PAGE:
So I am interested in finding delay between two noisy narrowband signals,for example, two arterial pulse waveform. I can easily get a correct estimate of delay using cross-correlation method, but it fails in low SNR cases. I know Generalized Cross Correlation (GCC) method is supposed to give better results in these cases, but as I am working with narrowband signals, and also due to incorrect estimates of power spectral densities, GCC is very unstable, and the results are worse than normal cross-correlation. So my question is are there any methods for finding time delay between signals in low SNR and are more accurate than the above 2 mentioned methods?

  • $\begingroup$ Good question; I can't imagine there is anything that can perform better than a true cross-correlation for establishing the best estimate of the delay between two identical signals (are they indeed identical?), assuming the signals are uncorrelated to the noise and you have no further information about the noise. Interested to see what responses you get. $\endgroup$ Mar 16, 2017 at 21:20
  • $\begingroup$ @DanBoschen maybe with a-priori knowledge on the signals involved? Akash, can you define "low energy cases" in SNR? And, how long is your correlation period? It's perfectly possible you're hitting Cramér-Rao here. $\endgroup$ Mar 16, 2017 at 22:02
  • $\begingroup$ What would also be interesting would be variance of your estimation error (if you can know that), and the bandwidth and sampling rate, as well your degree of knowledge of the signal's center frequency and bandwidth. $\endgroup$ Mar 16, 2017 at 22:11
  • $\begingroup$ I am calculating the variance of my estimation error. I have a plot with variance in y-axis and SNR on x-axis. And that is how I observed that GCC has larger variance than simple cross correlation for SNR range of -10 to 10 dB. And also by plotting the Cramer Rao bound, I know its not hitting the lower bound. $\endgroup$ Mar 16, 2017 at 22:16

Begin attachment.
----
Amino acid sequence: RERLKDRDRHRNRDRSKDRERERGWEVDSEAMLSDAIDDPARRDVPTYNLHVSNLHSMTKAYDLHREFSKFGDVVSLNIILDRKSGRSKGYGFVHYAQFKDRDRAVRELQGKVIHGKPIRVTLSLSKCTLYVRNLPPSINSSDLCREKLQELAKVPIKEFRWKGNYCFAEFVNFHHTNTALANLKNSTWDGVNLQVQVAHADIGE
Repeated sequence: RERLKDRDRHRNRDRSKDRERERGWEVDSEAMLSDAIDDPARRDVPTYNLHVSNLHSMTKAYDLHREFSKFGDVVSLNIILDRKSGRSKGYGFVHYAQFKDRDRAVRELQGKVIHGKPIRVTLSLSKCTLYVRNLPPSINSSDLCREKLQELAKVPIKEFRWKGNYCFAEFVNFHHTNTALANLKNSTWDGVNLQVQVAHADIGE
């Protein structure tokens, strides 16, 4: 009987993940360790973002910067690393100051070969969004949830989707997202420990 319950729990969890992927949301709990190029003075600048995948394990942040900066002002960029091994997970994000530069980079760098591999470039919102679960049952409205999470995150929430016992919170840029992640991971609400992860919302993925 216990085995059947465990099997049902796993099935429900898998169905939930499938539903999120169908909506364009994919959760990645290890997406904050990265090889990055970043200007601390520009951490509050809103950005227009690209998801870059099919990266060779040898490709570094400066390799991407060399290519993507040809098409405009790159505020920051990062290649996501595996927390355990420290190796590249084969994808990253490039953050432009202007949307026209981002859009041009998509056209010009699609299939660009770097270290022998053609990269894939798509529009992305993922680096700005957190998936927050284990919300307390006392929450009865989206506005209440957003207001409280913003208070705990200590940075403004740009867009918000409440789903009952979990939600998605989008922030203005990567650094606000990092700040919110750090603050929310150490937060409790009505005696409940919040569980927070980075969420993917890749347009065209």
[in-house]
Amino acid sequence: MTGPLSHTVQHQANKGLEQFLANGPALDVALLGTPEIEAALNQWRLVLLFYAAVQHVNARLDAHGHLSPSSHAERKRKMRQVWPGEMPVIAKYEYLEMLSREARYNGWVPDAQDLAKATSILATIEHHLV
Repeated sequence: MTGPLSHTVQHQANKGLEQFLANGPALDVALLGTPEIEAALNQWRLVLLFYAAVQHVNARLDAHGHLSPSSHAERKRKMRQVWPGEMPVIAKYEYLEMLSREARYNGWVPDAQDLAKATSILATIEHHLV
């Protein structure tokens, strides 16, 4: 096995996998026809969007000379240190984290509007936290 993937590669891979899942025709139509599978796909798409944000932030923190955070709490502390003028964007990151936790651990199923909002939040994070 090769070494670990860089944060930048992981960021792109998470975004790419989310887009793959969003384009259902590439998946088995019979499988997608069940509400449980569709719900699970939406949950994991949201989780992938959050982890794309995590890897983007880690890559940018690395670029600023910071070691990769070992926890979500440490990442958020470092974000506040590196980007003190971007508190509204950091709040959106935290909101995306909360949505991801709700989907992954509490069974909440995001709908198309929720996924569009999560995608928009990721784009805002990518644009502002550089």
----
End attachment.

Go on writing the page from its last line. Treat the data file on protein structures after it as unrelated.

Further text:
• $\begingroup$ @MarcusMüller yes that is a good thought, if you know the signals involved and you are correlating each to the perfect signal should be better than what you could do relative to each other (3 dB less noise, correct?) $\endgroup$ Mar 17, 2017 at 0:48

1 Answer 1


Quite often, performing a time-delay estimation in a transformed domain can help,as long as the signal gets better concentrated, and/or the noise is more spread.

So performing the CC or GCC in a time-frequency or time-scale (wavelet) domain could be useful, as long as you can select the frequency band or the scale in which the correlation will be meaningful.

If the noise characterics are unknown, you can benefit from wavelet whitening capabilities.

You can check for instance:

For Matlab codes:

  • 1
    $\begingroup$ Thanks for your answer. I will definitely try this method. $\endgroup$ Mar 16, 2017 at 23:35
  • $\begingroup$ I have added some Matlab references $\endgroup$ Mar 16, 2017 at 23:44
  • $\begingroup$ Thank you. Also, can you give me some brief insight into why GCC methods are so unstable? $\endgroup$ Mar 17, 2017 at 4:08
  • $\begingroup$ The issue of stability probably requires a dedicated question, where properties of your noise and signal are given. A running code would be good too $\endgroup$ Mar 17, 2017 at 7:06
  • $\begingroup$ I tried the wavelet method and the Matlab code, and this is my observation: Wavelet method certainly performed much better than GCC, but the matlab inbuilt function 'finddelay' performed slightly better than wavelets. Thanks. $\endgroup$ Mar 18, 2017 at 2:45

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